Deb – What races are on your company’s calendar for this year?

Lesley – To date our calendar includes the following races: Girls on the Run of NOVA 5K, Loudoun Lyme 10K/5K, Ghost 5K, Pumpkin 5K, Ashburn Farm Thanksgiving Day 10K/5K, and the Loudoun Mini Athletes Tri. We also volunteer and help with the Ashburn Area Running Club’s Loudoun Half races (all our efforts for this race are on a volunteer basis).

We will also be working on numerous other non-athletic events in 2017 including the Taste of Reston, Greater Reston Arts Festival, Leadership Fairfax Breakfast, and the Best of Reston Gala.

Photo credit: Bill

Deb – How far in advance must you start planning a race?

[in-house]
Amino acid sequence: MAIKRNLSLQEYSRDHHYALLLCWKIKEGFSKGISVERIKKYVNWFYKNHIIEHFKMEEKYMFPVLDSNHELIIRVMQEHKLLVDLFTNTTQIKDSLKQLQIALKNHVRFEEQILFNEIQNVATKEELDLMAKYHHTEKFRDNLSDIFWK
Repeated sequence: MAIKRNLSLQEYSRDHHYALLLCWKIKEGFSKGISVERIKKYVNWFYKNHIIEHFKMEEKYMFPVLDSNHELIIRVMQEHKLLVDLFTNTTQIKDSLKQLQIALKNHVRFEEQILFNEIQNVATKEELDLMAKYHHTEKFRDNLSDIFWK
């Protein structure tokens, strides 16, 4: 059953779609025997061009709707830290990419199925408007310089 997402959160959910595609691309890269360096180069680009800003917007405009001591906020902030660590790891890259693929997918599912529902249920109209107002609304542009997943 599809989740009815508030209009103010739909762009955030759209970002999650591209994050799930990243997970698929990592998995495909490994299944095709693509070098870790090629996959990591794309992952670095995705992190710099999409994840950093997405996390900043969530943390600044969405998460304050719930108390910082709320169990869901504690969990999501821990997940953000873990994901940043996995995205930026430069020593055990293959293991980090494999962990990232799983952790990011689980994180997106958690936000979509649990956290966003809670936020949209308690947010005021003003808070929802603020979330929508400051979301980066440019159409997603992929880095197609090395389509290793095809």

Lesley – For most races planning starts six months out –  a few start four months. For new races, planning should start eight months to a year from the target event date.


A Day In The Life Of A Race Director

Deb – What is a day in the life of a race director like?

Lesley – Ha, that depends on the day! Other than event day, my day can be pretty boring working on paperwork for permits, designing courses, hiring vendors for timing, designing/ordering t-shirts, reserving portable toilets, and taking care of other equipment needs. I have to make sure to check all the boxes.

We do all this in advance to get us ready for event day. For me, event day is when the real fun starts. I sometimes arrive as early as 2 AM to receive vendors for setting up barricades, tents, and other equipment. I work with my team to unload production vehicles, set up course signage and water stations, and unload all the other STUFF on the trucks – from food to bottled water to medals. Everything you see at a race came off of a production vehicle.